there. From this place I was persuaded to take a journey of
about five miles to view the Channel fleets, consisting of more than
a hundred sail riding in Tor Bay. We were within a short dis-
tance when the Captain sai<l, " I shall be too late for parade," and
we returned home. I must ovvn I was greatly disappointed. Lord
and Lady Worcester continuing their ride with many of our corps.


On November 6th we began our March to Totnes, a small town

1794. seated near the River Dart.

On the 7th we continued our route through Ashburton and Chud-
leigh to Exeter, when I found myself heartily tired of riding a post
chaise and on leaving Exeter the next morning (the 8 th) for Honi-
ton, the last 18 miles I rode my little grey in company with my
Captain and others of the corps. We arrived at Honiton in time
to dress for dinner and truly happy our march was completed.
We soon got a pleasant lodging opposite headquarters at Mr.
Aberdeen's, the famous lace manufacturer, where I was shewn the
lace veil and scarf made by Mr. Aberdeen as a present to the
Princess of Wales and which cost him 700 guineas. In Honiton
we found a few acquaintances who were polite to us during our
stay. It was not long, the Earl of Abergavenny, our Lieut-
Colonel, giving the Captain leave of absence for the winter."

After mentioning the loss of her mother-in-law (Mrs. Isaacson,
senior) at Southampton, Mrs. Isaacson continues : — "The month of

1795. April, 1795, I took my leave of my father-in-law (Captain
Isaacson), and returned with my babe to Honiton. In May, 1795,
the Regiment had orders to encamp in the same ground as before.
As soon as my little hut was ready I left Honiton, taking my child
Anthony and the servant and went to the prettiest cottage I ever
saw. We had constant amusement, and being near the camp
could see everyone, but no one us. The view from my cottage
was beautiful. I could see Hamoaze and the ships riding in the
Sound, and could hear every gun from the batteries at Plymouth.
The evening gun at our Camp was opposite my little paradise. I
never started when it was fired at sunset as many others would
have done ; in fact I was afc last a complete soldier's wife. Every-
thing was convenient, everything pleased me. I thought it no
hardship to rise early, or late take rest. Indeed I never spent a
more happy time than when I was with the Regiment.

We had elegant bails in the Monmouth Reading Room, where
Lord and Lady Worcester attended. I went with the General's
lady and her niece. Miss Urquhart. In September, the weather
now getting cold for camp, I took my Anthony and servant to
Plymouth Dock, now called Devonport, where we remained until
the Regiment moved into winter quarters. They were in Novem-
ber ordered to Devizes, in Wiltshire, a miserably cold place. Here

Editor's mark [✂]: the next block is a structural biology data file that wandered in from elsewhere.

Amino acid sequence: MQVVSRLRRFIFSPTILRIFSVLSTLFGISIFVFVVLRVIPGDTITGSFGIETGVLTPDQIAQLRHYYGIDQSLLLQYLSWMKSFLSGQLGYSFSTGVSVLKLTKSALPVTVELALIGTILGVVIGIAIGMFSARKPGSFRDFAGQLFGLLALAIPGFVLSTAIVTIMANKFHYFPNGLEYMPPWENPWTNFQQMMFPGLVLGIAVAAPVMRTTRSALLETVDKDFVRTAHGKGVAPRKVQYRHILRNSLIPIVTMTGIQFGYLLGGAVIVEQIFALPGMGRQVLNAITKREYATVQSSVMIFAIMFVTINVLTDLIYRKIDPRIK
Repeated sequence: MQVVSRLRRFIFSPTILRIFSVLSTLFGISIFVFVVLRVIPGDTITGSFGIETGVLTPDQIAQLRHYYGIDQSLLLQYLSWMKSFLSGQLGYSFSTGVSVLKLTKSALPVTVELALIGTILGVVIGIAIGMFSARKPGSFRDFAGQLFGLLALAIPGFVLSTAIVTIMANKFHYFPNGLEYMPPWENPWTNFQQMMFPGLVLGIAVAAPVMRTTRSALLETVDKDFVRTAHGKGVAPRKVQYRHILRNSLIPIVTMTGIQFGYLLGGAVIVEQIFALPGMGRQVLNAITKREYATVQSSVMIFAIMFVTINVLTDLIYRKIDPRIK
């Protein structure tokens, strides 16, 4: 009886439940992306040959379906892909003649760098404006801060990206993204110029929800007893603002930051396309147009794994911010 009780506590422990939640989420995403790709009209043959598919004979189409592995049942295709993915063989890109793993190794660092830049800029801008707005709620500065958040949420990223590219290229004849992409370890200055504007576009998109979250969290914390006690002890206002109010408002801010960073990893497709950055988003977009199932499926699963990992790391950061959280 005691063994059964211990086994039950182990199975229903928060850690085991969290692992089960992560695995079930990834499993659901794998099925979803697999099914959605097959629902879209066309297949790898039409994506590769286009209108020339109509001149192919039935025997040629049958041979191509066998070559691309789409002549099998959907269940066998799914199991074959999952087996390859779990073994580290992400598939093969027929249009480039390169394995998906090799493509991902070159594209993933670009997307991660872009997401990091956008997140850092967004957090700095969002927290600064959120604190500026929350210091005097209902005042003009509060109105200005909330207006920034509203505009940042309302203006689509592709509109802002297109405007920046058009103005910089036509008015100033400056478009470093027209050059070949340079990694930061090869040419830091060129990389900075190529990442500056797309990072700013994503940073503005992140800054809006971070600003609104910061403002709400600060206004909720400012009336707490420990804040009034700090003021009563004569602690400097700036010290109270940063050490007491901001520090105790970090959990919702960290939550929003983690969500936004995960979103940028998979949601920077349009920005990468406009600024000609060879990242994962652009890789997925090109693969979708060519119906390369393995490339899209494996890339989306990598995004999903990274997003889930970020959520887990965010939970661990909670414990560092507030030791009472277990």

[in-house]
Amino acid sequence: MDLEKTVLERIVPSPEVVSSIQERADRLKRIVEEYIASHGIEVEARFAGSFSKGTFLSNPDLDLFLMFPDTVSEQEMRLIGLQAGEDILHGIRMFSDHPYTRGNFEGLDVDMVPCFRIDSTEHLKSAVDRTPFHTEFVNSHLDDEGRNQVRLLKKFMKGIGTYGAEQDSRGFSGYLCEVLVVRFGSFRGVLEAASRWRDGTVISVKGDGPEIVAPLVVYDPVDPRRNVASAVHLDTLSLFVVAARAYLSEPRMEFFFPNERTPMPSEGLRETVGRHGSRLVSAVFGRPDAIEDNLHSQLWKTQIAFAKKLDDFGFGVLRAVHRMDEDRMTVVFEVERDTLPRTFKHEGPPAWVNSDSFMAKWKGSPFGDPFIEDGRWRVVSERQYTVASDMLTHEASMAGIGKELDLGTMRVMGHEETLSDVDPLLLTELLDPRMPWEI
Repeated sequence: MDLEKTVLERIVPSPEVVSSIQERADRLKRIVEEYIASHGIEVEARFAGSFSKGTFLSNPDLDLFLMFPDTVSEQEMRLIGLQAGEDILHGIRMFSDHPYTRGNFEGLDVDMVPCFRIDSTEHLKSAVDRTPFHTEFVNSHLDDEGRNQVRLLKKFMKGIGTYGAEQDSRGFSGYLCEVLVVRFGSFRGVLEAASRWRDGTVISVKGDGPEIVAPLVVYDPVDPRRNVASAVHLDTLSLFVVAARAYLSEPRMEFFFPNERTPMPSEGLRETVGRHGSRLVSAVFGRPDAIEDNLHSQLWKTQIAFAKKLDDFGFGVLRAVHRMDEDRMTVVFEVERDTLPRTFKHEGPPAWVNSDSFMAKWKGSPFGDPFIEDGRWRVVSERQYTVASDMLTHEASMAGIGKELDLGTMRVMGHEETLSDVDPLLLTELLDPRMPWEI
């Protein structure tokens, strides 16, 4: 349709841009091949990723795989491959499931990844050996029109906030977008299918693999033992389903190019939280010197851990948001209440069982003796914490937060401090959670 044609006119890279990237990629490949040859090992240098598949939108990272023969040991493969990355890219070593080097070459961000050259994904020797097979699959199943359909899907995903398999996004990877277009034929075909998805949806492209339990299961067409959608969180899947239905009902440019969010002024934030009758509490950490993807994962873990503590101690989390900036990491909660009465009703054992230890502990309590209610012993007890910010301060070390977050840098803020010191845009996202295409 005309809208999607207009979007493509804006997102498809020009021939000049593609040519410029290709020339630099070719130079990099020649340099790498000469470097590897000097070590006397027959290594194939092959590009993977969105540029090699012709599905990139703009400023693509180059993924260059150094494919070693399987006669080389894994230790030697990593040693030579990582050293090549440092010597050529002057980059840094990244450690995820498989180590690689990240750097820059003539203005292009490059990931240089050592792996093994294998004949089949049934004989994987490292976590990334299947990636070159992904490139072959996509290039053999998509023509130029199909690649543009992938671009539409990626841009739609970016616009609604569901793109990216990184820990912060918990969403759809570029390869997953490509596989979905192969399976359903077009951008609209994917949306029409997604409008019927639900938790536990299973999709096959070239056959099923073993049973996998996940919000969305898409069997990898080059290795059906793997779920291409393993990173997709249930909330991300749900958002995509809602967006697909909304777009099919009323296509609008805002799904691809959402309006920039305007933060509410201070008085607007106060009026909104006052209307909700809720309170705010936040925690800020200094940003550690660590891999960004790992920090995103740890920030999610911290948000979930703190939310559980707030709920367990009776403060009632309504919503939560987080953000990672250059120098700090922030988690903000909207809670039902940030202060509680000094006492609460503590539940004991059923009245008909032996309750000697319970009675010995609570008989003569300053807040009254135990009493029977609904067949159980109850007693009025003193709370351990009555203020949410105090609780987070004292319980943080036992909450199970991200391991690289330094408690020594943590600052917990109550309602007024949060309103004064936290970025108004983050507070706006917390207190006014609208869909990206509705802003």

we experienced great civility from some few families. Lady Aber-
gavenny being with us, took me to a ball which was given to the
officers of the regiment. She sent me in her carriage both there
and home. Our stay was short in Devizes, as Lord Abergavenny
did not like the situation for his Lady, and the Regiment was re-
moved to Lymington in Hampshire, where I soon followed with
my little family. We had good lodgings here and a charming
little town it is. We had many troops near — Welsh, Dutch,
French, Scotch and a Hulan Regiment, composed of all nations,
people and languages,

1796. On the 1st March, 1796, commonly called by the Welsh, Taflfy's
Day, there was a riot between these " Tower of Babel " regiments
and languages, neither understanding each other. The oiScers of
the respective Eegiments were called to their corps to suppress this


1796. unpleasant business. The Scotch fell on the Welsh and the French
were very violent, and our guard marching down Lymington
Street they followed them. The French adjutant reported that
Lieutenant Kawlings, of the Monmouth, had pushed him uncivilly
in the crowd ; and in consequence a duel was expected. The
French officer calling out Lieutenant Eawlings he declared that he
did not push Monsieur the French Adjutant, but was ready to
meet him for all that. My Captain, who is all goodness, accom-
panied Lieutenant Rawlings to the spot. There explanations took
place, when Monsieur shook hands with Lieutenant Eawlings, to
the great joy of all our Regiment, and thus the business ended .

In Lymington I met with Lady Oxford, my young acquaintance,
and her mother, Mrs. Scott, of Southampton. Their stay was
short. Lady Oxford going to London for the winter. My good
Lady Abergavenny did not lessen her kindness to me.- I drank
tea with her very often and called on her in the mornings, when
she was well enough to see me. She was in a deep decline, but so
fond of dancing that she used to have the band of the Regiment to
make up a dance, if only a few couple were present. I remember